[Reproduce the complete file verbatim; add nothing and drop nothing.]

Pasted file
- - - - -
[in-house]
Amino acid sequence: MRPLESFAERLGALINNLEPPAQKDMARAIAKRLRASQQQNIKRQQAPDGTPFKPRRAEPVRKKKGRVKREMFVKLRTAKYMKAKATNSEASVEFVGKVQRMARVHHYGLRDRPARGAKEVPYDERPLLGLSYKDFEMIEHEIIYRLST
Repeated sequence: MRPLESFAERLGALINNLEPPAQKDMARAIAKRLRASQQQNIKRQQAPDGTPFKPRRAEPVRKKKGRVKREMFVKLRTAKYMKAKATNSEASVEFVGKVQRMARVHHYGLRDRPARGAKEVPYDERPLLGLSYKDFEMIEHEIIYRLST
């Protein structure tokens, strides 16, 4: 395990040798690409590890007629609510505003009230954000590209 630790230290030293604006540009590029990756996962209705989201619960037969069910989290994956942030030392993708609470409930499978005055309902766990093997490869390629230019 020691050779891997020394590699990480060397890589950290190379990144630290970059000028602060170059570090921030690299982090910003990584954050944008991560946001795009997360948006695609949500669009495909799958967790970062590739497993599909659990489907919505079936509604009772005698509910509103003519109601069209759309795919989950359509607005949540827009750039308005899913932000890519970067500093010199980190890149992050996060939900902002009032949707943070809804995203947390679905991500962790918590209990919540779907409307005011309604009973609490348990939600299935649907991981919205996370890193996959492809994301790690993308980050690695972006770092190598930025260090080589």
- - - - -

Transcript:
[in-house]
Amino acid sequence: MRPLESFAERLGALINNLEPPAQKDMARAIAKRLRASQQQNIKRQQAPDGTPFKPRRAEPVRKKKGRVKREMFVKLRTAKYMKAKATNSEASVEFVGKVQRMARVHHYGLRDRPARGAKEVPYDERPLLGLSYKDFEMIEHEIIYRLST
Repeated sequence: MRPLESFAERLGALINNLEPPAQKDMARAIAKRLRASQQQNIKRQQAPDGTPFKPRRAEPVRKKKGRVKREMFVKLRTAKYMKAKATNSEASVEFVGKVQRMARVHHYGLRDRPARGAKEVPYDERPLLGLSYKDFEMIEHEIIYRLST
């Protein structure tokens, strides 16, 4: 395990040798690409590890007629609510505003009230954000590209 630790230290030293604006540009590029990756996962209705989201619960037969069910989290994956942030030392993708609470409930499978005055309902766990093997490869390629230019 020691050779891997020394590699990480060397890589950290190379990144630290970059000028602060170059570090921030690299982090910003990584954050944008991560946001795009997360948006695609949500669009495909799958967790970062590739497993599909659990489907919505079936509604009772005698509910509103003519109601069209759309795919989950359509607005949540827009750039308005899913932000890519970067500093010199980190890149992050996060939900902002009032949707943070809804995203947390679905991500962790918590209990919540779907409307005011309604009973609490348990939600299935649907991981919205996370890193996959492809994301790690993308980050690695972006770092190598930025260090080589």